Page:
FluffyBob
11-23-2010, 09:23 AM
The proper fix really is to cut it out and redo. You can most likely do a temporary fix with some of the appropriate pipe glue. It is thick and does have some gap filling ability, but it is not going to be able to get into the joint where it needs to be, and wont last or may not work at all.

Plastic pipe repairs are relatively easy. PVC is the white stuff, the black stuff is ABS. Both cut easily enough with a hack saw or even wood saw, a pipe cutter does a superior job and will cost around twenty bucks for a cheap one. The glue for each is specific but otherwise works the same, welding the plastic slightly, it is also quite viscous and fills gaps well. If you ever put together a plastic model as a kid, it is like that but easier.

You will need a T, two or three couplers, and a section of straight pipe. Cut out the T close to the joints, or where it is easiest. Choose one of the three sections to be the last to join, it should be the one that has the most movement. You may have to remove some strapping to increase movement. There should be enough play in the pipe to directly connect the T to one section of pipe, the others will need couplers and section of straight pipe. You will need to cut off enough pipe for working room on the sections with couplers.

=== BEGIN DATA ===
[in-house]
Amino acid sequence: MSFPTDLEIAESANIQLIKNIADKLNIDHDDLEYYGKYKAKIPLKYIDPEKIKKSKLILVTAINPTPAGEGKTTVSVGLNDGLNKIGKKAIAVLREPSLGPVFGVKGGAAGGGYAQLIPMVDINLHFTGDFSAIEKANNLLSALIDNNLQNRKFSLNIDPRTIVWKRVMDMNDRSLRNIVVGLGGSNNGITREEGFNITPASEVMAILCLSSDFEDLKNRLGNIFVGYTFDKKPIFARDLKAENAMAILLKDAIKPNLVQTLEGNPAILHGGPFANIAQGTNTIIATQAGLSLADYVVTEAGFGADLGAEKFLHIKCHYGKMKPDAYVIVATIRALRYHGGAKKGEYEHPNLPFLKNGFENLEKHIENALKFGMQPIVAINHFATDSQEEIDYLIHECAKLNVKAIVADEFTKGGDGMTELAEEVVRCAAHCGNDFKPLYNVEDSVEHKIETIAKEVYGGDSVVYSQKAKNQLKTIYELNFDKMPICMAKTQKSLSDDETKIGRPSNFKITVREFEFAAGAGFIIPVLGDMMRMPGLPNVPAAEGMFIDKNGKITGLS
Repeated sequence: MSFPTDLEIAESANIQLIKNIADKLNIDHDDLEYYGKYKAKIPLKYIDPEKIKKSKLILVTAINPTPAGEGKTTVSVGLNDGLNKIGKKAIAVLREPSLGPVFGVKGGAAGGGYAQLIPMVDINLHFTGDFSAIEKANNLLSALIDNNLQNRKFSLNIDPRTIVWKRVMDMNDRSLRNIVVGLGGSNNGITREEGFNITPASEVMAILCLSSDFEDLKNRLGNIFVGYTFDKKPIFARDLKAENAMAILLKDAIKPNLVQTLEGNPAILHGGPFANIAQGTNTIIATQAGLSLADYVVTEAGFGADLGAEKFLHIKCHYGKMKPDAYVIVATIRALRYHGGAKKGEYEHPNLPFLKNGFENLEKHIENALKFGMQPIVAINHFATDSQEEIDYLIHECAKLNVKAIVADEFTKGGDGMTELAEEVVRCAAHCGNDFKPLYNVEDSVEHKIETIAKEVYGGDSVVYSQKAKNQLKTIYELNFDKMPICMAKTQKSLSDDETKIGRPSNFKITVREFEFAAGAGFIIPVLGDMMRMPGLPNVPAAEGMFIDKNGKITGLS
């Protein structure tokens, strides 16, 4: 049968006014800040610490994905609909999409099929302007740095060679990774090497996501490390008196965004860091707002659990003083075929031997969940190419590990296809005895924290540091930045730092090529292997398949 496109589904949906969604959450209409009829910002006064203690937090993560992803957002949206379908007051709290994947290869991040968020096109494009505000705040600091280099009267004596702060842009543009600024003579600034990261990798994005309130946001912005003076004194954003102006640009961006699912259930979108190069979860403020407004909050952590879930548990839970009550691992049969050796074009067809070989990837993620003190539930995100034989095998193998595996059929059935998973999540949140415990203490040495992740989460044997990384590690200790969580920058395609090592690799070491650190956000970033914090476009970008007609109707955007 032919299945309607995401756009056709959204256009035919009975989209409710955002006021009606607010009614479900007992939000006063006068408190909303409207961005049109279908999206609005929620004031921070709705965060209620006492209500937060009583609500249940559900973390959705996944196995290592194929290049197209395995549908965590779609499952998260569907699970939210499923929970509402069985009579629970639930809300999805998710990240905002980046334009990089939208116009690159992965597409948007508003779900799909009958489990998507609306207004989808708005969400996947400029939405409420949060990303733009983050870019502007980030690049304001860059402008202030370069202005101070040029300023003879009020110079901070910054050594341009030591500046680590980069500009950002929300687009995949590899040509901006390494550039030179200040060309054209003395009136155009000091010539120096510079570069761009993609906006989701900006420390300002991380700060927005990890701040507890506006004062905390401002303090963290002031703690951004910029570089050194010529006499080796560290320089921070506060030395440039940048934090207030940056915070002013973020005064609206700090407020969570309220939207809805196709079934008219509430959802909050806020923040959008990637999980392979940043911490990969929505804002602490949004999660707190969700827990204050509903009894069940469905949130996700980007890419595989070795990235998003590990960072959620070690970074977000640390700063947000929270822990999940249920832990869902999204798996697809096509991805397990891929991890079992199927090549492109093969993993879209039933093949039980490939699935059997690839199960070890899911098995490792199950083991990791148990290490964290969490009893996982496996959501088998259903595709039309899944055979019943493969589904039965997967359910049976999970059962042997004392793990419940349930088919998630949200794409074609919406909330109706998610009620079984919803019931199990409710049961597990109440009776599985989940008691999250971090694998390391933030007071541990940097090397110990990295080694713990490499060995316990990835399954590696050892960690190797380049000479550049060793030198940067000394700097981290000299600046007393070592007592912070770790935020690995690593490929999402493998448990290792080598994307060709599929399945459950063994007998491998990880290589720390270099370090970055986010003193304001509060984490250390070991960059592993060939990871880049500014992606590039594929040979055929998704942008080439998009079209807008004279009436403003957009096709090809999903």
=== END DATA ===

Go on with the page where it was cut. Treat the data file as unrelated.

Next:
Start from one section, cutting and dry fitting your pieces till you are happy with the fit. Each joint uses about 1/2" of pipe. Make sure you assemble the whole repair without glue to begin with so you know everything fits, and the easiest sequence to assemble it all. Take your time on this part. Read the instructions on the glue tin and follow them properly. Use plenty of glue, it should squeeze out of the joints so that you know the seal is complete all around. The last joint is the most difficult, you really want enough flexibility in the pipe to make it work.

This repair is not really that difficult or problematic, but if you are uncomfortable with it please just call a professional. Trades work hard to learn what they do and thats what they are paid for.

gaffa
11-23-2010, 12:55 PM
Seconding FluffyBobs suggestion to "dry fit" the parts.

You can cut the pipe with a hacksaw and use couplers on two of them, but the third connection (and possibly the second) may be tricky in a T situation. You might need a Fernco (http://fernco.com/plumbing/flexible-couplings) coupling, a rubber sleeve with metal hose clamps. You can slide it fully over one pipe, then back over the joint.